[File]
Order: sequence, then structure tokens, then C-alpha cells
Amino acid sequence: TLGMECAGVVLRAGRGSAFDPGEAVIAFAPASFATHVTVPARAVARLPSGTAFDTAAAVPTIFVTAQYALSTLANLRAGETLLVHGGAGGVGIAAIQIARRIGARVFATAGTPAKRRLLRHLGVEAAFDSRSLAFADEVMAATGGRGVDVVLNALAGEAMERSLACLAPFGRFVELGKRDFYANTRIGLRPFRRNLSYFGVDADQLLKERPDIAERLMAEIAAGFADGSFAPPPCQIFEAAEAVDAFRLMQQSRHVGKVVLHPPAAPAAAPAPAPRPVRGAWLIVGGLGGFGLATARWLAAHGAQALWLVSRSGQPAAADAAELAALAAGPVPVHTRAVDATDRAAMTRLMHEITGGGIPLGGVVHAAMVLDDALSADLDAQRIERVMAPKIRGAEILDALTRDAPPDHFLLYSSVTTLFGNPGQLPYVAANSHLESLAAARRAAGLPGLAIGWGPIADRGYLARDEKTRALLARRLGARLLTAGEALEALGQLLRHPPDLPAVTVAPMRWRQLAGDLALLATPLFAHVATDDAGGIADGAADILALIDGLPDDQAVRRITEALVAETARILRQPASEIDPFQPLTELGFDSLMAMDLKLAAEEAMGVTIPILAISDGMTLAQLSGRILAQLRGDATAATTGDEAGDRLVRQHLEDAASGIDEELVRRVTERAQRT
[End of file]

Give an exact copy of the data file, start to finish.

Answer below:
Order: sequence, then structure tokens, then C-alpha cells
Amino acid sequence: TLGMECAGVVLRAGRGSAFDPGEAVIAFAPASFATHVTVPARAVARLPSGTAFDTAAAVPTIFVTAQYALSTLANLRAGETLLVHGGAGGVGIAAIQIARRIGARVFATAGTPAKRRLLRHLGVEAAFDSRSLAFADEVMAATGGRGVDVVLNALAGEAMERSLACLAPFGRFVELGKRDFYANTRIGLRPFRRNLSYFGVDADQLLKERPDIAERLMAEIAAGFADGSFAPPPCQIFEAAEAVDAFRLMQQSRHVGKVVLHPPAAPAAAPAPAPRPVRGAWLIVGGLGGFGLATARWLAAHGAQALWLVSRSGQPAAADAAELAALAAGPVPVHTRAVDATDRAAMTRLMHEITGGGIPLGGVVHAAMVLDDALSADLDAQRIERVMAPKIRGAEILDALTRDAPPDHFLLYSSVTTLFGNPGQLPYVAANSHLESLAAARRAAGLPGLAIGWGPIADRGYLARDEKTRALLARRLGARLLTAGEALEALGQLLRHPPDLPAVTVAPMRWRQLAGDLALLATPLFAHVATDDAGGIADGAADILALIDGLPDDQAVRRITEALVAETARILRQPASEIDPFQPLTELGFDSLMAMDLKLAAEEAMGVTIPILAISDGMTLAQLSGRILAQLRGDATAATTGDEAGDRLVRQHLEDAASGIDEELVRRVTERAQRT